With thanks to Kelly Wickham for the words and Christian Doyle for the pictures.
With what can only be described as a tough year with abysmal weather, growing produce has been something of an experiment for amateurs and a challenge for the experienced.
I made my way to The Priory Road allotments and met Mike de Lara, an allotment holder for ten years. The weather was Baltic, with a chill in the air and icy winds whipping across the baron fields, but he greeted me with a smile, enthusiastic to talk about growing produce.
Mike stood in the middle of a bare patch next to a huge pumpkin, only to inform me that it was around 20kgs and the ones he usually grows are between 40-50kg! Mike runs his allotment as a way to keep fit, “I can’t get motivated to go to the gym, and this is as good as any other form of exercise! I’ve been here for ten years” he explained. “It costs me about £150 a year for the plot and my wife estimates that saves us about £1800 a year in supermarket bills.”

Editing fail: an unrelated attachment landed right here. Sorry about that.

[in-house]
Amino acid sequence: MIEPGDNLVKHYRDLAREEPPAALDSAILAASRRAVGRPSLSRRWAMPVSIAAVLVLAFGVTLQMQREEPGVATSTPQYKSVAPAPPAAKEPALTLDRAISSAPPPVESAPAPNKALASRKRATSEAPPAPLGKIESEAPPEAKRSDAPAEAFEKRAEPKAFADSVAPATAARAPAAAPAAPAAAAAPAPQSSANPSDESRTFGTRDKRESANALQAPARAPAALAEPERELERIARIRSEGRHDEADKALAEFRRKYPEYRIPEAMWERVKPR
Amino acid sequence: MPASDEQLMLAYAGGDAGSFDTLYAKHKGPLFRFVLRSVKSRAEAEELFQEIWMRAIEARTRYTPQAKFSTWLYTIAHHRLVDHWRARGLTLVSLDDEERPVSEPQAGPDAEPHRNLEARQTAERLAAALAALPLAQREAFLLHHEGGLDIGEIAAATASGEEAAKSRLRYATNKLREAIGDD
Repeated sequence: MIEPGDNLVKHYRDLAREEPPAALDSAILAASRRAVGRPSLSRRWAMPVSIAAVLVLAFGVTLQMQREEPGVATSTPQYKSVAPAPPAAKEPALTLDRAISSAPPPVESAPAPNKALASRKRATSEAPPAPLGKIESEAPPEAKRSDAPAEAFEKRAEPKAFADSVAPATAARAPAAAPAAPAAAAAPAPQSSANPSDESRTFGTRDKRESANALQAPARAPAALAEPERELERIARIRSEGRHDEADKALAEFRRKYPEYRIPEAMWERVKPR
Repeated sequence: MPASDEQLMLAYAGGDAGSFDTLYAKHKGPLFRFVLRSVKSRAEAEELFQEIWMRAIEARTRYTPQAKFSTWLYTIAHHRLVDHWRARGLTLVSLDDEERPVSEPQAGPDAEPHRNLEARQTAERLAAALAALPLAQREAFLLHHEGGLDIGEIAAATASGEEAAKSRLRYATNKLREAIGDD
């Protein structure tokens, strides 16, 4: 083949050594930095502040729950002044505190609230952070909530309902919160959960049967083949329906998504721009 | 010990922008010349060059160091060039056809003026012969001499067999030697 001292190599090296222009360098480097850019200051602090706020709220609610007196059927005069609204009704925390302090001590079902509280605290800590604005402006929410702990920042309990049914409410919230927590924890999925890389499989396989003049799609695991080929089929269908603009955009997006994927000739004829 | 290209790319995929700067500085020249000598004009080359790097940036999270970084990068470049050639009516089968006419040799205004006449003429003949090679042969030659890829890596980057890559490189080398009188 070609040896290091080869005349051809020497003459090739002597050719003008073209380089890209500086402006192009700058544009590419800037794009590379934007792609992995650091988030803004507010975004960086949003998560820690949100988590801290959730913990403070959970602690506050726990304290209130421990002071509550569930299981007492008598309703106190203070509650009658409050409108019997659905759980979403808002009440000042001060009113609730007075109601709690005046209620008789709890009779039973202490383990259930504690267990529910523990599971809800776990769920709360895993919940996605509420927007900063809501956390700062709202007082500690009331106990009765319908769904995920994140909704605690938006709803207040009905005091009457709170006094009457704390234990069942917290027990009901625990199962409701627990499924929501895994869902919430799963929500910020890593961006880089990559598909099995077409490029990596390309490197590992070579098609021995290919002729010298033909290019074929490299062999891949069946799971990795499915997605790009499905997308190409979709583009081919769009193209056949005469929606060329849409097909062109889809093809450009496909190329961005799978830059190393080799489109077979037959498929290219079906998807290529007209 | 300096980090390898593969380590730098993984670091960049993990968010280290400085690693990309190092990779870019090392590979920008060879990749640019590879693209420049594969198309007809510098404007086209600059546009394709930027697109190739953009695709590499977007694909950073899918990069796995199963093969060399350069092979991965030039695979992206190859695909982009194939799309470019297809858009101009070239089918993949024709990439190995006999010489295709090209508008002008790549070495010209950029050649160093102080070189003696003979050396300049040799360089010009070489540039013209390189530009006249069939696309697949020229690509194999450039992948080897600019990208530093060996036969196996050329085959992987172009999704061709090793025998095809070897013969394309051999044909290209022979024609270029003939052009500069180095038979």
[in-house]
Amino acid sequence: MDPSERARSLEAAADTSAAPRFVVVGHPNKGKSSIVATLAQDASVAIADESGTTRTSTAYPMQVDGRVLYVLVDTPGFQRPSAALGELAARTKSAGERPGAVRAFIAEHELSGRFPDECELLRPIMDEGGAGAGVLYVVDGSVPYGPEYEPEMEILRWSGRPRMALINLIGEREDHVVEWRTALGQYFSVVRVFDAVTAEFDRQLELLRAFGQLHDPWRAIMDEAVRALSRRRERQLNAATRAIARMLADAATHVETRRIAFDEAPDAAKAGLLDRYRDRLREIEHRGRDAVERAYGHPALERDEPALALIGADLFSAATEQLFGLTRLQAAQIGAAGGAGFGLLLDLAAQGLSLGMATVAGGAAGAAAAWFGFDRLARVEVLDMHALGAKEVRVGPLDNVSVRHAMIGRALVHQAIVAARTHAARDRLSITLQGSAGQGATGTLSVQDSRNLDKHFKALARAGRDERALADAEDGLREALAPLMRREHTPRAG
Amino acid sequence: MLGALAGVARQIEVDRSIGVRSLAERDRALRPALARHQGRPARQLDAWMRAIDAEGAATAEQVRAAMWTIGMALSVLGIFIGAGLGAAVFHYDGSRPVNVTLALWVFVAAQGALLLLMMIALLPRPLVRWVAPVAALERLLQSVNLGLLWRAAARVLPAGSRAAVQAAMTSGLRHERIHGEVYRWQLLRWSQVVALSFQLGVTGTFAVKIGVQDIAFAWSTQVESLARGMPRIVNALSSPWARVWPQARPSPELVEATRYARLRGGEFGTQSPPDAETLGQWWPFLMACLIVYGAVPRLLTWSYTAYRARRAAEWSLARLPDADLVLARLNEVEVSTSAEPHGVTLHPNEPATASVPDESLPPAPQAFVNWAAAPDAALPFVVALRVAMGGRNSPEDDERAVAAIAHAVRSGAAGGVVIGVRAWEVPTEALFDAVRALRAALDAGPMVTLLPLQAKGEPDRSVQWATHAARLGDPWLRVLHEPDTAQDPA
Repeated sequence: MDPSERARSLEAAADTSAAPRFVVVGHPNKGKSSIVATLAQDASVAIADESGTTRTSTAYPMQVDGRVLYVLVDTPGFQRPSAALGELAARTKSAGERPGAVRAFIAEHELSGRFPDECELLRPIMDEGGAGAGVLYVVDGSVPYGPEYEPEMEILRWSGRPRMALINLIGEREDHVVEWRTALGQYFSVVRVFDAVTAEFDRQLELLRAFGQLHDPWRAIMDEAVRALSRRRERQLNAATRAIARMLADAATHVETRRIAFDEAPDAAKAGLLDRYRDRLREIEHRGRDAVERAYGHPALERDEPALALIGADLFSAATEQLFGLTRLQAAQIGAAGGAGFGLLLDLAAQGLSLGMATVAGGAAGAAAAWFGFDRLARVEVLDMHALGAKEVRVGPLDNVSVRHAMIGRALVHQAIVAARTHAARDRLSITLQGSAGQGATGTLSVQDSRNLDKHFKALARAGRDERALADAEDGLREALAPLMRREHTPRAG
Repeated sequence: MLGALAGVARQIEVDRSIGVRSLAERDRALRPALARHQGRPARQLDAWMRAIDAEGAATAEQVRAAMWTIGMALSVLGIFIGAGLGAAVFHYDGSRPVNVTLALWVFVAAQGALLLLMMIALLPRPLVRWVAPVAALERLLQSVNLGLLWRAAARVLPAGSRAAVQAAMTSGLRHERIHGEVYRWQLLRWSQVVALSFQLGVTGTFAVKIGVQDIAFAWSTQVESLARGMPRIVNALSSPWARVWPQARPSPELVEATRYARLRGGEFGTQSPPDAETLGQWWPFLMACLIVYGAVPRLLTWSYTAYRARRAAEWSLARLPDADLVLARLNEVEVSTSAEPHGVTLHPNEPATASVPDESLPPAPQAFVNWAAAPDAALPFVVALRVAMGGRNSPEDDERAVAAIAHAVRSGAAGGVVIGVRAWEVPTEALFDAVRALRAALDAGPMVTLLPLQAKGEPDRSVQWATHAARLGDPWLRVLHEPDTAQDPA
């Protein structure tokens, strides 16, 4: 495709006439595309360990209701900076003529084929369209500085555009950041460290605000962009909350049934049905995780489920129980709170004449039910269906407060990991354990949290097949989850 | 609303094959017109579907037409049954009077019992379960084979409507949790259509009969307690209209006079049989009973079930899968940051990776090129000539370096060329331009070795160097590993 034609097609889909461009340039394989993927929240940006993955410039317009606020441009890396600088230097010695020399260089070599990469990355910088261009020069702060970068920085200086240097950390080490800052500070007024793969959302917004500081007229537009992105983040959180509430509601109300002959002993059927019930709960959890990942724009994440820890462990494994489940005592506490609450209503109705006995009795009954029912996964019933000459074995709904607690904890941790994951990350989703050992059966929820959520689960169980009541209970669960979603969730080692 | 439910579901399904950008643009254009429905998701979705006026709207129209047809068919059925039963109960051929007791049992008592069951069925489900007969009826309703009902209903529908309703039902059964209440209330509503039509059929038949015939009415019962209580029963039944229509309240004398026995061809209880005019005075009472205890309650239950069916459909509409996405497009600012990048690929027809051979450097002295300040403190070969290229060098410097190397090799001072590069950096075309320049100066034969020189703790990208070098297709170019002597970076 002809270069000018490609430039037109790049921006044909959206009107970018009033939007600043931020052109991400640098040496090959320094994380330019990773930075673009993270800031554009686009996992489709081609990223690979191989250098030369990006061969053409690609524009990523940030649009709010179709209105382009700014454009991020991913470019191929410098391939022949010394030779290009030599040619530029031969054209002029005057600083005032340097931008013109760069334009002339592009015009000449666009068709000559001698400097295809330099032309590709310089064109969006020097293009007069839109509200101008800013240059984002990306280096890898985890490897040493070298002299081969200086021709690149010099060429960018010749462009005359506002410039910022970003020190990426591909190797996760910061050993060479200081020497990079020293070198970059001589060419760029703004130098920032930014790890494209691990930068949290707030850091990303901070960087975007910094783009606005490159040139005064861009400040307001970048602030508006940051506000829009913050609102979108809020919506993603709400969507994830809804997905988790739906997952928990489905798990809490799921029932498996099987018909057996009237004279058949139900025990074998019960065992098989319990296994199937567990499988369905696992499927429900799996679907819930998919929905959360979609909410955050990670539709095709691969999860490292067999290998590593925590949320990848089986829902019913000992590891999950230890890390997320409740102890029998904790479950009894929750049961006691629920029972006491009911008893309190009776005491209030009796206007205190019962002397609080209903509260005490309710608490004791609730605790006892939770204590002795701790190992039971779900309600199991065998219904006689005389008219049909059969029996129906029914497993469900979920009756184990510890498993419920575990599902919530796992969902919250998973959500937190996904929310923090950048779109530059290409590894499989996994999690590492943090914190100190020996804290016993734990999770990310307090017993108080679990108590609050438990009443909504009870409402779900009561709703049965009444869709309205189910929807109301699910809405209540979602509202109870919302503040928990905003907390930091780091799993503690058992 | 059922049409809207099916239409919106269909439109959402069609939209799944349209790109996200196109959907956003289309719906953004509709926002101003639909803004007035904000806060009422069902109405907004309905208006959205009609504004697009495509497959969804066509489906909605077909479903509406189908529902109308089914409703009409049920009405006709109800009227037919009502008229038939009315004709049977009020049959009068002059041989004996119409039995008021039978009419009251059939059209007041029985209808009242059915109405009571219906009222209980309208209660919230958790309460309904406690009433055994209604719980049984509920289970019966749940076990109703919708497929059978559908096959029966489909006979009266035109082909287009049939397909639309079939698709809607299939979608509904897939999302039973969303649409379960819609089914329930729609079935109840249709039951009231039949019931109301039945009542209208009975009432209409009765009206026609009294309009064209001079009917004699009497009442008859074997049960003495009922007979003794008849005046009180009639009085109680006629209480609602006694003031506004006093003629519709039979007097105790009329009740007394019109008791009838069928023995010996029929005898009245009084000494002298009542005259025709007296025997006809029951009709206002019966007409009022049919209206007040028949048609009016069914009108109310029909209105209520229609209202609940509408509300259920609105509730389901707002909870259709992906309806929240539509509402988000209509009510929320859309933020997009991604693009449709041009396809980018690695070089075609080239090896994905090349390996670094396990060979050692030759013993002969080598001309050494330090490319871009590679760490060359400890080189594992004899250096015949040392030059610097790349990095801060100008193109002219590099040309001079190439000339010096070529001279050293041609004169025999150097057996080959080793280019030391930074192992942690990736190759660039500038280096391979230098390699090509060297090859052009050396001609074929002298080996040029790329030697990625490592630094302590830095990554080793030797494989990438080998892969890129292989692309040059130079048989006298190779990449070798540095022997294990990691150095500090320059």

The allotment plots are hand dug every November and then lightly raked in spring to form a good seed bed. Mike is involved in the Arundel Food Festival to help encourage those looking to start an allotment or new owners of one. “It completes the picture, offering people a chance to see the produce being grown. It’s been a very difficult year with the weather though, and it’s been slug heaven!”
Despite only a few people turning up, due to the cold weather, Mike is still passionate about talking to keen growers, “Be patient. Don’t expect perfect results with your produce the first time you try. You learn with experience” he explained, “Remember that no one site is perfect for every crop, just look around here at what the farmers grow in the fields. And, obviously you can tolerate produce which isn’t supermarket quality!”
The atmosphere was perfect, as Mike combined his enthusiasm of keeping an allotment with the visitors turning up wishing to learn more, and the real experience of being out and seeing the plots and produce for real made it every inch the success.